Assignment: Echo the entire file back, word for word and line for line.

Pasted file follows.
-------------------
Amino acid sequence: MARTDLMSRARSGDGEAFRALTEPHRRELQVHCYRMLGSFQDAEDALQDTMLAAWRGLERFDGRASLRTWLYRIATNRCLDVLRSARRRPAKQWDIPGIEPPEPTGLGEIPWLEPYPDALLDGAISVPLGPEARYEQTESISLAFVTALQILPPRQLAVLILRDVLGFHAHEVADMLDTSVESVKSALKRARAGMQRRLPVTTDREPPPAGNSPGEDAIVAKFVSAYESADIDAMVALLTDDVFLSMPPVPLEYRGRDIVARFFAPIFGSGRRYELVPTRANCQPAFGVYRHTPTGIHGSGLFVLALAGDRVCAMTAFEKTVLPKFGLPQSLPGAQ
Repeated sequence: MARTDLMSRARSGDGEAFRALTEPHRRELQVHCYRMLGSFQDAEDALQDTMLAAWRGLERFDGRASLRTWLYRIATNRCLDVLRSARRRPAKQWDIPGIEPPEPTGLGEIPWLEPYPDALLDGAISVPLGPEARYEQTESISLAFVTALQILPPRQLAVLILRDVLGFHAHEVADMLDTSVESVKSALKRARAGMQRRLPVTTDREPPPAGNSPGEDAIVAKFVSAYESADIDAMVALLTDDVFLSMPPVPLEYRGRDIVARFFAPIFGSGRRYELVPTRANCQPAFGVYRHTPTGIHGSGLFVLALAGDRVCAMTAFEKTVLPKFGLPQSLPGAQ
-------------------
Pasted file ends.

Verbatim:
Amino acid sequence: MARTDLMSRARSGDGEAFRALTEPHRRELQVHCYRMLGSFQDAEDALQDTMLAAWRGLERFDGRASLRTWLYRIATNRCLDVLRSARRRPAKQWDIPGIEPPEPTGLGEIPWLEPYPDALLDGAISVPLGPEARYEQTESISLAFVTALQILPPRQLAVLILRDVLGFHAHEVADMLDTSVESVKSALKRARAGMQRRLPVTTDREPPPAGNSPGEDAIVAKFVSAYESADIDAMVALLTDDVFLSMPPVPLEYRGRDIVARFFAPIFGSGRRYELVPTRANCQPAFGVYRHTPTGIHGSGLFVLALAGDRVCAMTAFEKTVLPKFGLPQSLPGAQ
Repeated sequence: MARTDLMSRARSGDGEAFRALTEPHRRELQVHCYRMLGSFQDAEDALQDTMLAAWRGLERFDGRASLRTWLYRIATNRCLDVLRSARRRPAKQWDIPGIEPPEPTGLGEIPWLEPYPDALLDGAISVPLGPEARYEQTESISLAFVTALQILPPRQLAVLILRDVLGFHAHEVADMLDTSVESVKSALKRARAGMQRRLPVTTDREPPPAGNSPGEDAIVAKFVSAYESADIDAMVALLTDDVFLSMPPVPLEYRGRDIVARFFAPIFGSGRRYELVPTRANCQPAFGVYRHTPTGIHGSGLFVLALAGDRVCAMTAFEKTVLPKFGLPQSLPGAQ